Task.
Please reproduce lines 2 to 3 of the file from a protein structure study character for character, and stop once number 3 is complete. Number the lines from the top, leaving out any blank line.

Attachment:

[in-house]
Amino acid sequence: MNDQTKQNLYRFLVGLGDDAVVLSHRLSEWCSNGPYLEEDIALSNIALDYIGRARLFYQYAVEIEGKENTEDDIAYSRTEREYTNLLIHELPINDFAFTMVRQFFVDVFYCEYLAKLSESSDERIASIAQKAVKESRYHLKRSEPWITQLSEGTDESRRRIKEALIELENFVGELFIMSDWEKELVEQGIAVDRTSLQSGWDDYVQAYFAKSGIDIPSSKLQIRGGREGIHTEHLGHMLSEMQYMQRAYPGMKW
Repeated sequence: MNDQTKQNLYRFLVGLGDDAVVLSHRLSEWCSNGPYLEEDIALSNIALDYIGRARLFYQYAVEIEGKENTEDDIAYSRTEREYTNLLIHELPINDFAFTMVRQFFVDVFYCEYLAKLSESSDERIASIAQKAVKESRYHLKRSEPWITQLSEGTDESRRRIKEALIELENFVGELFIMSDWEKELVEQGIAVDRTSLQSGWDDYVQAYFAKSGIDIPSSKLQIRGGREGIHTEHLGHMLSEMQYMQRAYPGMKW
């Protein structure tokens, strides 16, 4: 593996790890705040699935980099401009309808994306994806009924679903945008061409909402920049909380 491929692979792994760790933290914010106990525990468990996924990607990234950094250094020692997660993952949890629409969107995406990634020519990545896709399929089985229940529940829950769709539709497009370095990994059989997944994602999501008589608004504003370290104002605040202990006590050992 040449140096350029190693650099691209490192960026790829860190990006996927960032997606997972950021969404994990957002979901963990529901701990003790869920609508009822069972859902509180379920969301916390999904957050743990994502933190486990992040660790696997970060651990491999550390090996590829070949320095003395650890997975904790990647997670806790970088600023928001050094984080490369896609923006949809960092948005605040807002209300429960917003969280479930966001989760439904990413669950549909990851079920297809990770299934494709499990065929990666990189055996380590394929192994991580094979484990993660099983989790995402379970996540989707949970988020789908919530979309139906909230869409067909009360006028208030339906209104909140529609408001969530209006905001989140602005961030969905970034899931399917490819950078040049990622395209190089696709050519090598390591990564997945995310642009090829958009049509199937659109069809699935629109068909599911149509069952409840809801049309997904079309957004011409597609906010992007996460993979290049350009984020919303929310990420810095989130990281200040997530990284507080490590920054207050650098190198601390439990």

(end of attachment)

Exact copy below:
Amino acid sequence: MNDQTKQNLYRFLVGLGDDAVVLSHRLSEWCSNGPYLEEDIALSNIALDYIGRARLFYQYAVEIEGKENTEDDIAYSRTEREYTNLLIHELPINDFAFTMVRQFFVDVFYCEYLAKLSESSDERIASIAQKAVKESRYHLKRSEPWITQLSEGTDESRRRIKEALIELENFVGELFIMSDWEKELVEQGIAVDRTSLQSGWDDYVQAYFAKSGIDIPSSKLQIRGGREGIHTEHLGHMLSEMQYMQRAYPGMKW
Repeated sequence: MNDQTKQNLYRFLVGLGDDAVVLSHRLSEWCSNGPYLEEDIALSNIALDYIGRARLFYQYAVEIEGKENTEDDIAYSRTEREYTNLLIHELPINDFAFTMVRQFFVDVFYCEYLAKLSESSDERIASIAQKAVKESRYHLKRSEPWITQLSEGTDESRRRIKEALIELENFVGELFIMSDWEKELVEQGIAVDRTSLQSGWDDYVQAYFAKSGIDIPSSKLQIRGGREGIHTEHLGHMLSEMQYMQRAYPGMKW